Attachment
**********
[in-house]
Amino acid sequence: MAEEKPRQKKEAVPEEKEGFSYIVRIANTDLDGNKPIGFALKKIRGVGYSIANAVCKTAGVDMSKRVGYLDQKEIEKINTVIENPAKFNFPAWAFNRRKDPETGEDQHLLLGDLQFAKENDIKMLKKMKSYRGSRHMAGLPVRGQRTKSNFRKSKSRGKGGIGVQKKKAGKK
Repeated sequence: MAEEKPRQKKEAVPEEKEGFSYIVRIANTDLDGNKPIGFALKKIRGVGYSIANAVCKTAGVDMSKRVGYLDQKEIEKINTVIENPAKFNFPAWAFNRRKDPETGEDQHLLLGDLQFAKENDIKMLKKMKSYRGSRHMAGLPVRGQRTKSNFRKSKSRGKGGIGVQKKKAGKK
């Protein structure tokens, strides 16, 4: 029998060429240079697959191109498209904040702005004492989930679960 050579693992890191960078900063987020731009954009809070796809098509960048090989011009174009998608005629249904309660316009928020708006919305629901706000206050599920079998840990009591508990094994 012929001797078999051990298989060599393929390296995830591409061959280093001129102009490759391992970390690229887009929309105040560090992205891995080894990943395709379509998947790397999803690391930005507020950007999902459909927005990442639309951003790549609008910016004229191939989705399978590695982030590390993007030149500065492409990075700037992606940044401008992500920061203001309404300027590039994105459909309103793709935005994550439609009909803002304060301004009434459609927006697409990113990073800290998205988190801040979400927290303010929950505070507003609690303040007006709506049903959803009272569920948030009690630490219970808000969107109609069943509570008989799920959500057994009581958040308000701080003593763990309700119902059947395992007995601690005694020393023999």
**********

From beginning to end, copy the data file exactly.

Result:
[in-house]
Amino acid sequence: MAEEKPRQKKEAVPEEKEGFSYIVRIANTDLDGNKPIGFALKKIRGVGYSIANAVCKTAGVDMSKRVGYLDQKEIEKINTVIENPAKFNFPAWAFNRRKDPETGEDQHLLLGDLQFAKENDIKMLKKMKSYRGSRHMAGLPVRGQRTKSNFRKSKSRGKGGIGVQKKKAGKK
Repeated sequence: MAEEKPRQKKEAVPEEKEGFSYIVRIANTDLDGNKPIGFALKKIRGVGYSIANAVCKTAGVDMSKRVGYLDQKEIEKINTVIENPAKFNFPAWAFNRRKDPETGEDQHLLLGDLQFAKENDIKMLKKMKSYRGSRHMAGLPVRGQRTKSNFRKSKSRGKGGIGVQKKKAGKK
């Protein structure tokens, strides 16, 4: 029998060429240079697959191109498209904040702005004492989930679960 050579693992890191960078900063987020731009954009809070796809098509960048090989011009174009998608005629249904309660316009928020708006919305629901706000206050599920079998840990009591508990094994 012929001797078999051990298989060599393929390296995830591409061959280093001129102009490759391992970390690229887009929309105040560090992205891995080894990943395709379509998947790397999803690391930005507020950007999902459909927005990442639309951003790549609008910016004229191939989705399978590695982030590390993007030149500065492409990075700037992606940044401008992500920061203001309404300027590039994105459909309103793709935005994550439609009909803002304060301004009434459609927006697409990113990073800290998205988190801040979400927290303010929950505070507003609690303040007006709506049903959803009272569920948030009690630490219970808000969107109609069943509570008989799920959500057994009581958040308000701080003593763990309700119902059947395992007995601690005694020393023999």